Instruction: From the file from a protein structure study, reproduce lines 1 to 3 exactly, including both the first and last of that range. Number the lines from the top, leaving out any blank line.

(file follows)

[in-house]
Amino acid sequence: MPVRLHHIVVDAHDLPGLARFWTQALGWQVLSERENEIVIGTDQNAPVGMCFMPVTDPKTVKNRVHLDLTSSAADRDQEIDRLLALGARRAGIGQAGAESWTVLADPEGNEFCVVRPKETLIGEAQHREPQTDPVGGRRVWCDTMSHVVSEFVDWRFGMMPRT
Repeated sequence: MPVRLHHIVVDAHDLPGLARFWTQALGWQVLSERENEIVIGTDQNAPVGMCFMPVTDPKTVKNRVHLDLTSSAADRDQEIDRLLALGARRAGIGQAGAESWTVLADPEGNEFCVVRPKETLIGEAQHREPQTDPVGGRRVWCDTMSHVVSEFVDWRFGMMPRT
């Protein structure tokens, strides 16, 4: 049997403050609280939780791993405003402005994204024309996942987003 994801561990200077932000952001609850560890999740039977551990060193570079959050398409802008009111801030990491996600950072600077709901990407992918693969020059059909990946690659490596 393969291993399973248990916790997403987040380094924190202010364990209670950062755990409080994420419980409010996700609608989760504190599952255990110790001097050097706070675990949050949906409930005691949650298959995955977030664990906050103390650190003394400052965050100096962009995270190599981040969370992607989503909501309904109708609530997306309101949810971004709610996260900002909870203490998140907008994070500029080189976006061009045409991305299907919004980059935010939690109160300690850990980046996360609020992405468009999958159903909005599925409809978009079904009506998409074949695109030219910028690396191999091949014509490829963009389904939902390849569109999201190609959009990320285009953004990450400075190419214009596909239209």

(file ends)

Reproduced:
[in-house]
Amino acid sequence: MPVRLHHIVVDAHDLPGLARFWTQALGWQVLSERENEIVIGTDQNAPVGMCFMPVTDPKTVKNRVHLDLTSSAADRDQEIDRLLALGARRAGIGQAGAESWTVLADPEGNEFCVVRPKETLIGEAQHREPQTDPVGGRRVWCDTMSHVVSEFVDWRFGMMPRT
Repeated sequence: MPVRLHHIVVDAHDLPGLARFWTQALGWQVLSERENEIVIGTDQNAPVGMCFMPVTDPKTVKNRVHLDLTSSAADRDQEIDRLLALGARRAGIGQAGAESWTVLADPEGNEFCVVRPKETLIGEAQHREPQTDPVGGRRVWCDTMSHVVSEFVDWRFGMMPRT